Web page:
The 12th US-Sub Saharan Africa Trade and Economic Cooperation Forum 2013, also called AGOA Forum, concluded recently in Addis Ababa, Ethiopia, with a strong intention for the extension of the African Growth and Opportunity Act (AGOA) for another 15 years.
The AGOA Act offers tangible incentives for several African countries to continue their efforts to open their economies and build free markets and export most of their products, including textile and apparel, duty-free to the US.
The AGOA Act was signed into law on May 18, 2000 as Title 1 of the Trade and Development Act of 2000, and is to expire on September 30, 2015.
The Forum closed with strong endorsements by the African ministers urging the US Congress to extend AGOA for another 15 years, thereby allowing the US and its African partners to continue the course for significant development of the region.
Michael Froman, US Trade Representative, who led the US delegation at the Forum, said US officials and ministers from AGOA eligible Sub-Saharan African countries have launched a review to discuss changes to be made while taking AGOA forward.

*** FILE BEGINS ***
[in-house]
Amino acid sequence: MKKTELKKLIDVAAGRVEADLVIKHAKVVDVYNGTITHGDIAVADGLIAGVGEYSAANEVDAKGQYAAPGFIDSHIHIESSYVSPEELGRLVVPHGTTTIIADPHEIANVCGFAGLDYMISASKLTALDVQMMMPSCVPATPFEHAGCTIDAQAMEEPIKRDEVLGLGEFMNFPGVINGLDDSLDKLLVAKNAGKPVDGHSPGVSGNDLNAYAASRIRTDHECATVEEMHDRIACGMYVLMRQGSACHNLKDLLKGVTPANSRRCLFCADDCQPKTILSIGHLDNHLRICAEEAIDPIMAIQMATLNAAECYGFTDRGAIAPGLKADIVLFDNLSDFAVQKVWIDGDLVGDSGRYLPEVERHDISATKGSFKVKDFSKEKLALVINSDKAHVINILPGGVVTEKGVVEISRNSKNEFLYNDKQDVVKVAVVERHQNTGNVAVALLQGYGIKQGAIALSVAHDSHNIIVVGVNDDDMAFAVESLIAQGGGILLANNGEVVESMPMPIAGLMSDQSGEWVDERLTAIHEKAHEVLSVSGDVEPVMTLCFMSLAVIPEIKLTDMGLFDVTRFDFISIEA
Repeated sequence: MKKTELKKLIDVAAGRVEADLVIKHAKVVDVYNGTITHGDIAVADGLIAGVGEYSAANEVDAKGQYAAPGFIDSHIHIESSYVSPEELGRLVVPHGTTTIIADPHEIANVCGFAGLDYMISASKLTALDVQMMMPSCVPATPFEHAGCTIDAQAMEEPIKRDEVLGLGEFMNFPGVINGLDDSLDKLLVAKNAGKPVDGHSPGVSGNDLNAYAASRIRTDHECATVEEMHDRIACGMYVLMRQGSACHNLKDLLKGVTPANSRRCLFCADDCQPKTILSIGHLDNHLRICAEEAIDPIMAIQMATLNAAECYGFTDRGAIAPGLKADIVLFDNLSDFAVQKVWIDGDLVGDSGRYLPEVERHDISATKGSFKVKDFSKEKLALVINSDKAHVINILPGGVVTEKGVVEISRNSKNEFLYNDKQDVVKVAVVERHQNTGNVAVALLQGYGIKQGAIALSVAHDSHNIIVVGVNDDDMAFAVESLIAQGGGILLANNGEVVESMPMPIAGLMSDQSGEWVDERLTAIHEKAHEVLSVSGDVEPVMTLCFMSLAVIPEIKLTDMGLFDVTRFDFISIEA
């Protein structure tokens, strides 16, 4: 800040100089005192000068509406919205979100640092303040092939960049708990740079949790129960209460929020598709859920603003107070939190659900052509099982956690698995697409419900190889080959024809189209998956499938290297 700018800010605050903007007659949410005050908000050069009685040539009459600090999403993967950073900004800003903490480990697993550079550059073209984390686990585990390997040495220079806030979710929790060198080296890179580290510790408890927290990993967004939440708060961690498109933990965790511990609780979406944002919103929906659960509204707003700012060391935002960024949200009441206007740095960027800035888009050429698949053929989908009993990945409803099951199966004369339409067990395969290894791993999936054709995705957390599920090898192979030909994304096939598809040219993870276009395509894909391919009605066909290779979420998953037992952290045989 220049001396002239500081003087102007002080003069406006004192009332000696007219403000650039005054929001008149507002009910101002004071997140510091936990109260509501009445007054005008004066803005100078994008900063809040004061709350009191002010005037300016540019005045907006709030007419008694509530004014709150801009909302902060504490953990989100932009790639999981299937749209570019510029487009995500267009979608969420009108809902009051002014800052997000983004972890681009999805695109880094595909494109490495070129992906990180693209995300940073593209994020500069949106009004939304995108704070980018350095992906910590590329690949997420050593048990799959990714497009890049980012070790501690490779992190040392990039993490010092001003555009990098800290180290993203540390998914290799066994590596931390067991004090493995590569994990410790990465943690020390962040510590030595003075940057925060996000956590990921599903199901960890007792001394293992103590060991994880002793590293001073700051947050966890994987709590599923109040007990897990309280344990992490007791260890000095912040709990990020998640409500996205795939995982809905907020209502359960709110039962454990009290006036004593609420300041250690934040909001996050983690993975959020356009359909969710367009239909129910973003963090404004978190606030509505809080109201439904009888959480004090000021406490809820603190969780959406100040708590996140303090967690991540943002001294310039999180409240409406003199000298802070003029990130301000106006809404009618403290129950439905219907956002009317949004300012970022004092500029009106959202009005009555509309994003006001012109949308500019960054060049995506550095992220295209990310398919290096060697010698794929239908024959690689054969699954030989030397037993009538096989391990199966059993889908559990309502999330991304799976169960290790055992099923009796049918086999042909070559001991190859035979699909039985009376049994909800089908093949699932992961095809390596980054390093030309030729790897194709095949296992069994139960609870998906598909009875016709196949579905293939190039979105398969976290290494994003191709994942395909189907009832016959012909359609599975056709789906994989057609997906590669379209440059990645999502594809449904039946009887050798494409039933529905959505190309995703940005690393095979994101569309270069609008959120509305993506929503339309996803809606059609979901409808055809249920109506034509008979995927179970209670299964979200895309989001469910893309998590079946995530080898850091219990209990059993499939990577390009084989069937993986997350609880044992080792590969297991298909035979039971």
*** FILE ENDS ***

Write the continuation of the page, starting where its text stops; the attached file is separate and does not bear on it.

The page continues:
According to a statement from the Office of The US Trade Representative, Mr. Froman said, “Our strategy goes beyond traditional aid and assistance, we’re focused on mobilizing trade and investment”
“President Obama has made clear that we seek a ‘seamless’ renewal of AGOA before it expires in 2015, one that will give certainty and predictability to manufacturers, buyers, and investors both in Africa and in the United States, and we will work in partnership with stakeholders, in the US and Africa, especially with Congress, to achieve that objective.”
The AGOA Forum was held nearly a year after the third-country fabric provision was extended till September 30, 2015, by the US Government to facilitate African apparel exports to the US.
In 2012, AGOA-eligible countries exported goods worth nearly US$ 35 billion, including textiles and clothing, to the United States under the act.